Well once again we find ourselves dragged back to yet another variation of Franz Liszt’s Second Hungarian Rhapsody this time being hilariously mangled by Donald Duck and Daffy Duck in their dueling pianos cameo in one of my all time favorite’s Who Framed Roger Rabbit.
Well the episode every one has been looking forward to since season one has finally come and went I was very happy. To be honest I had expecting this episode to be just a little later into the season (which threw my pet theory that the song “hands of gold” was going to be featured out the window) But this was good and considering how much is going to happen in this season it makes sense in the long run.
Having read the books there are always a lot of scenes I wonder just how they are going to do it. For this episode it was the dwarf jousting. Since in the book it is two dwarfs riding a pig and a dog I was really wondering about the logistics of it. The show does the same routine completely differently. In this case they go with more dwarfs with pantomime horses so no actual animals are harmed. Just as funny and as insulting to Tyrion and several other members of the cast. The only thing that distracted my viewing was trying to spot a character who should be appearing in season five.
Other than that this episode has me asking questions and wanting more. Since the return of Ser Dontos I’ve been wondering about other characters. showing up. So far the cast member I’m missing the most is Kevan Lannister. He only had one cameo in season one but since his his presence starts to pick up in the book this season is based on I’m expecting him to show up soon. On the flip side I find myself interested in the new character Locke who was created to replace Vargo Hoat from the books. But at this point he has outlive Hoat and seems to have his own story starting now But the character I found myself wondering the most about was Shae. Now keep in mind I know the fate of Shae but since she is such a different character than she is a book, I expect the trip to that fate be different and interesting.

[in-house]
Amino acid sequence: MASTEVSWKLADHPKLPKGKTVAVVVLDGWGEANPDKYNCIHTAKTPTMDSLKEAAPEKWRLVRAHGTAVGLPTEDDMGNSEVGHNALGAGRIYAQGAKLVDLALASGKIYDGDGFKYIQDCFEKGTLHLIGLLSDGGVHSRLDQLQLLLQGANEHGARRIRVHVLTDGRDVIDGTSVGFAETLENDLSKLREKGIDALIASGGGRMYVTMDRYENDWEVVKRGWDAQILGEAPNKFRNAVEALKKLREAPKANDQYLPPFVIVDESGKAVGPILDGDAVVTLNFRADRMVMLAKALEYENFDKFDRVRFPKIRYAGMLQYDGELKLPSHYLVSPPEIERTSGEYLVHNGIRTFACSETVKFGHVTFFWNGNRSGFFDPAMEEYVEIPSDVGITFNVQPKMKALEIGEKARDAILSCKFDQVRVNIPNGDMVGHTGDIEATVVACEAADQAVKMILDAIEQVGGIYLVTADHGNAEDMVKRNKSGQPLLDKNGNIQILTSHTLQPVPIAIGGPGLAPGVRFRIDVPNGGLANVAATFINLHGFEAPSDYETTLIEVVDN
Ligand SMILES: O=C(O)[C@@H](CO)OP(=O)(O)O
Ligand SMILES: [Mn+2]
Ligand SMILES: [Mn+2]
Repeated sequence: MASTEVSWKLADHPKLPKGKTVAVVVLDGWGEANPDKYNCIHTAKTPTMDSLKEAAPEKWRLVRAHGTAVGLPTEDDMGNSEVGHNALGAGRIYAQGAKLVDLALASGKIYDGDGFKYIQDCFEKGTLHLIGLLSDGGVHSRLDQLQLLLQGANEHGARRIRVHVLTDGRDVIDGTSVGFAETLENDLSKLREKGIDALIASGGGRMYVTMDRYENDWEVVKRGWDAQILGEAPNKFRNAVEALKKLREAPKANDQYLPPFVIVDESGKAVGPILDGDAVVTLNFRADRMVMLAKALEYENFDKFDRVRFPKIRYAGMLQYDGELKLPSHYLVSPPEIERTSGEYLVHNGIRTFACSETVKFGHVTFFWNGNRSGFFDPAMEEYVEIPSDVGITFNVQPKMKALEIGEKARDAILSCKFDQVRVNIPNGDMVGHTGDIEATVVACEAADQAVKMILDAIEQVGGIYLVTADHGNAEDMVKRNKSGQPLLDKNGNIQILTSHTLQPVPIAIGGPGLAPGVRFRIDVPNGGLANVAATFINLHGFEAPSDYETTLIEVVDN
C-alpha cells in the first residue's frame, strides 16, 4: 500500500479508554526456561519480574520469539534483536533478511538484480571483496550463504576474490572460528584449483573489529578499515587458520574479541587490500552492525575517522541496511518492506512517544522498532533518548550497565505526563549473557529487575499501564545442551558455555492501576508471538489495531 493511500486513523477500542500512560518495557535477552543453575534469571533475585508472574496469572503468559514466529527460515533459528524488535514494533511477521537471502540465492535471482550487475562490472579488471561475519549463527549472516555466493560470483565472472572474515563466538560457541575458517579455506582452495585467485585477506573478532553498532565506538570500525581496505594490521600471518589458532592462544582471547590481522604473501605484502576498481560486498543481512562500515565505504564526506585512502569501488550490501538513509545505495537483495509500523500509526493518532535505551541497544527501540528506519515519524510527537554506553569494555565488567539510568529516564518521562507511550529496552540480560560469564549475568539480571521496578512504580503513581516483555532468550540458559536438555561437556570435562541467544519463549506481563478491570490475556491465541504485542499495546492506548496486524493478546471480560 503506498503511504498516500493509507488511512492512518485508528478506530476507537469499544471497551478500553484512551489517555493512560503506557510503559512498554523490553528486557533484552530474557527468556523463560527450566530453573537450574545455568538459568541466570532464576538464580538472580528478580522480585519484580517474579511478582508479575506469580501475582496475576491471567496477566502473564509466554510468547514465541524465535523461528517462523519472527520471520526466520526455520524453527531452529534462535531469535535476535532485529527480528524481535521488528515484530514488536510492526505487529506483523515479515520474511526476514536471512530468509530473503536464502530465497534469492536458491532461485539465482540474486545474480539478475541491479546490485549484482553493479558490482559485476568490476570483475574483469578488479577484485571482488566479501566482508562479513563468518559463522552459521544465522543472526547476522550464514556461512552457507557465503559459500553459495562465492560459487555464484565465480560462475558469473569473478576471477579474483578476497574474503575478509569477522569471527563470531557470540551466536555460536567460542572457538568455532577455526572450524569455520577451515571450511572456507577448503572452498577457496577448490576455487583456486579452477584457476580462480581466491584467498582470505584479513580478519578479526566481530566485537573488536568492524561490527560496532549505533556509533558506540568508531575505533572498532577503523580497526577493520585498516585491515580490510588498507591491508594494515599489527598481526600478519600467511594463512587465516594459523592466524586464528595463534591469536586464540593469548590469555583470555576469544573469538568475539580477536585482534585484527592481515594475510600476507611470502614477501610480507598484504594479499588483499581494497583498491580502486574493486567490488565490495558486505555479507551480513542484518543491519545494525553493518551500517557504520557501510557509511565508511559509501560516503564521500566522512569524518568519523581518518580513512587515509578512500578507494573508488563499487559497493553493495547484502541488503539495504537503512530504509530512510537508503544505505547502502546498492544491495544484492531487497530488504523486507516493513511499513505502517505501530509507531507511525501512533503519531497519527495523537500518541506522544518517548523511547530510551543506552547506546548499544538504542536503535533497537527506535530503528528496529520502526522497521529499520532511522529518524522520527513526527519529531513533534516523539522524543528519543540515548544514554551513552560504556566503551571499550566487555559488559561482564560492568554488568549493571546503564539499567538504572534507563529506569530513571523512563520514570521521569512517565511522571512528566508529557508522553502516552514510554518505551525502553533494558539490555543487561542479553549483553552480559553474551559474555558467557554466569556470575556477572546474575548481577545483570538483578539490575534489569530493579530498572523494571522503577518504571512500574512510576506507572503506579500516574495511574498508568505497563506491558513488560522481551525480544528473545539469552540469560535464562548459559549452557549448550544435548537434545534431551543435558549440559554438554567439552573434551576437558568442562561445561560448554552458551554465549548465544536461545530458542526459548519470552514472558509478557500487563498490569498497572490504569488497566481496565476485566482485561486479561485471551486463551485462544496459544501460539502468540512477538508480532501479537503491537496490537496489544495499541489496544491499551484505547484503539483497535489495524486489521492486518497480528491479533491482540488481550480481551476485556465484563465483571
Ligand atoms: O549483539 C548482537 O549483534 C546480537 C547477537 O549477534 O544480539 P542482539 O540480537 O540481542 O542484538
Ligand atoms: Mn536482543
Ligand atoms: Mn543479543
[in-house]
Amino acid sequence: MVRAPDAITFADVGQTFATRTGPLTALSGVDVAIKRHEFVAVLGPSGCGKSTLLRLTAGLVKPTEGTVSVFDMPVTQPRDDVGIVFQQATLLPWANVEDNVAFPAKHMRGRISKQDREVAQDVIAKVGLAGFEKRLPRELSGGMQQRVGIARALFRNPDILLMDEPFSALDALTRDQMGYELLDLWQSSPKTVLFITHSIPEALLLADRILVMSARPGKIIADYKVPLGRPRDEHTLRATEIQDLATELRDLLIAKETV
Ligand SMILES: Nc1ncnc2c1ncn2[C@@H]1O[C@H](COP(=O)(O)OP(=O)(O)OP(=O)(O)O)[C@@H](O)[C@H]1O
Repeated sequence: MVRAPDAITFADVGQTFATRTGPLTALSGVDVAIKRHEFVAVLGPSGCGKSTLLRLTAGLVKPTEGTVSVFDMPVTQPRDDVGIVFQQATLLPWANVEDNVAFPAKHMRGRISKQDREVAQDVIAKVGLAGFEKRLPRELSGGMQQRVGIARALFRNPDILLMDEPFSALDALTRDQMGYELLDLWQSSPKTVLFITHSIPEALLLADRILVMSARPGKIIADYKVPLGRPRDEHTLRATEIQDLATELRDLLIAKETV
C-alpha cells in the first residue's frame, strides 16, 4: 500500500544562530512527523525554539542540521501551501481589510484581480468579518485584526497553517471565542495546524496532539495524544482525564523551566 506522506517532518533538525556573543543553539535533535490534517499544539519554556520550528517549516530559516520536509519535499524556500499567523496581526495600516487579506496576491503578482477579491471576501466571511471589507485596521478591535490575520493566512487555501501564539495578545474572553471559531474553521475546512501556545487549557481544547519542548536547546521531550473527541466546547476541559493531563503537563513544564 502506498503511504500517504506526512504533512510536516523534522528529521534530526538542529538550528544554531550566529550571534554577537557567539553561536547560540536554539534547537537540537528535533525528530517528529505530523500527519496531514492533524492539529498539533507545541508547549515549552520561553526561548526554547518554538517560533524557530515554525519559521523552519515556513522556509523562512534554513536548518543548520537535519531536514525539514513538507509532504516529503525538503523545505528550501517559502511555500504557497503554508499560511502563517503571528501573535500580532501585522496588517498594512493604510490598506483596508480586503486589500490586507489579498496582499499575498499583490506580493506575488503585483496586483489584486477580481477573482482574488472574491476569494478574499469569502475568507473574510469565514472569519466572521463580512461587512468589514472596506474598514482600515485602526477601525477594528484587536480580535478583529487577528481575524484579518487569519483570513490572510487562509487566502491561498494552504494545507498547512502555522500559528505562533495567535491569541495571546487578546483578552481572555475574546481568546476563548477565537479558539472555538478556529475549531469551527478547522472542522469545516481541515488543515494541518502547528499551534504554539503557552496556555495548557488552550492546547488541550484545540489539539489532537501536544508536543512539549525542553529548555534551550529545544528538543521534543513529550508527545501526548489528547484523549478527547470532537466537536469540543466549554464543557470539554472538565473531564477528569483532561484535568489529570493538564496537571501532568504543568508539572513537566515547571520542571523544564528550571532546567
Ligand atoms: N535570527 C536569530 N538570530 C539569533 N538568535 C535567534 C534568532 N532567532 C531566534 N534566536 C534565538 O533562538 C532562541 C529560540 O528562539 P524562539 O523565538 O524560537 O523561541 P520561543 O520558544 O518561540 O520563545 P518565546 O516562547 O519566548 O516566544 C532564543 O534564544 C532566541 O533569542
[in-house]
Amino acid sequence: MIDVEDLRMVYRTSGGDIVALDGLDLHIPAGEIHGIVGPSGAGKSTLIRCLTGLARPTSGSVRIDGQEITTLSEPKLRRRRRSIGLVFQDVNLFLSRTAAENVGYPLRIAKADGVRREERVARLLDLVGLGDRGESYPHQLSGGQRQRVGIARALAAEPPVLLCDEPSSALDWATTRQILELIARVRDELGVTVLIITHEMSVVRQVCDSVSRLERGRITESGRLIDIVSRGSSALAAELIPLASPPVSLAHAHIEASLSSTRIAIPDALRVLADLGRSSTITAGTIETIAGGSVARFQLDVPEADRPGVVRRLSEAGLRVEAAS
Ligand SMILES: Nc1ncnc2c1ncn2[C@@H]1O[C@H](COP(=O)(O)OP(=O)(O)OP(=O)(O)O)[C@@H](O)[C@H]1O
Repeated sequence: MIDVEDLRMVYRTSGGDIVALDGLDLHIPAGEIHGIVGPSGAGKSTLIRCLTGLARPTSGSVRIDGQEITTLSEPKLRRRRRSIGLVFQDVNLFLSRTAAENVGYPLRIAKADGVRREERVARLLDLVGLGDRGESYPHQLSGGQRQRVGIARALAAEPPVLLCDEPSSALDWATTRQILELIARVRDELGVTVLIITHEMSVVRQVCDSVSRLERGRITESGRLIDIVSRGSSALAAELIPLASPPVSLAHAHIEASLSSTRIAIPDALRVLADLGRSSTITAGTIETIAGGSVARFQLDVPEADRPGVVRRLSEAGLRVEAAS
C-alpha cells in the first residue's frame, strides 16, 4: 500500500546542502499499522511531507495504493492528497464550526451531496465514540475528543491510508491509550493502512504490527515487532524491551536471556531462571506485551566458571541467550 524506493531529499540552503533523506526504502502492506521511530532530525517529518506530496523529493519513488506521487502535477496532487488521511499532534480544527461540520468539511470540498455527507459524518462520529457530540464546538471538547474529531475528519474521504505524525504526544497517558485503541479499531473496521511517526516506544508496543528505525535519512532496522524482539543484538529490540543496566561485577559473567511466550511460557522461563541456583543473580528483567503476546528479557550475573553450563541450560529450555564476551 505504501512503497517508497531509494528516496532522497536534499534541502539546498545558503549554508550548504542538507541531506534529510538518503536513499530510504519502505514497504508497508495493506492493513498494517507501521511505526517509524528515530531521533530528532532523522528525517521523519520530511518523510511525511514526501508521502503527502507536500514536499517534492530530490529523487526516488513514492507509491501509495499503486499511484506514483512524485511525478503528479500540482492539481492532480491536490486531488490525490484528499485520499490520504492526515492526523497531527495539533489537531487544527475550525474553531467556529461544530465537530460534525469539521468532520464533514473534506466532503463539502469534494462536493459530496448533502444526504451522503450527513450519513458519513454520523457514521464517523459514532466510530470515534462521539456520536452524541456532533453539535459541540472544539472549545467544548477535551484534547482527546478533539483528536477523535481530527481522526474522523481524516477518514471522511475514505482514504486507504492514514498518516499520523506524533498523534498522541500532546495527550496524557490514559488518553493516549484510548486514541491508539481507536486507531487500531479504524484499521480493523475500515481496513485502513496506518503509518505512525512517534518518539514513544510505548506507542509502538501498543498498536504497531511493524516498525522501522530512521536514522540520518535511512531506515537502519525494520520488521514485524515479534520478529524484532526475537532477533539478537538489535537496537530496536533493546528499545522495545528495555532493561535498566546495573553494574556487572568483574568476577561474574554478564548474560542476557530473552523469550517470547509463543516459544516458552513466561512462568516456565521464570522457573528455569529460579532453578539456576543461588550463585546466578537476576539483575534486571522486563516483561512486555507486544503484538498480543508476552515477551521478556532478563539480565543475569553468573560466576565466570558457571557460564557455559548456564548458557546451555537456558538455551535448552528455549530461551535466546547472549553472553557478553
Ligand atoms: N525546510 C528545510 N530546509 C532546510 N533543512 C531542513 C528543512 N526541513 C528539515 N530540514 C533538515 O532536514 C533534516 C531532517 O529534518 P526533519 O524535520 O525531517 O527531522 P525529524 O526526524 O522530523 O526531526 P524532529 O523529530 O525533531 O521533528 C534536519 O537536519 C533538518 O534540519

Well the first episode of Game of Thrones has come and gone and I enjoyed every bit of it.
As usual I will avoid spoilers as much as possible and continue on my fascination about just how HBO’s Game of Thrones is different from A Song of Ice and Fire and having read the books does not save you from being surprised constantly and that’s a good thing.
The one surprised me the most was the return of Ser Dontos who had only appeared the once when Sansa saves him from being drowned in wine. In the book his subplot goes through the next two books and considering how Sansa’s story had went in the last season I had assumed that the had written him out completely. While this had disappointed me it did not surprise me much I can only imagine the logistical headache of arranging a contract for an actor to be committed to doing three cameos over just as many years. So I was happily surprised when he reappeared (not completely surprised mind you I figured that them showing him in the previously in GOT montage I figured they were reminding us for a reason.) But in a way I find that the way they did it here was an improvement as we had forgotten about him just as Sansa has and have to be reminded by Dontos himself.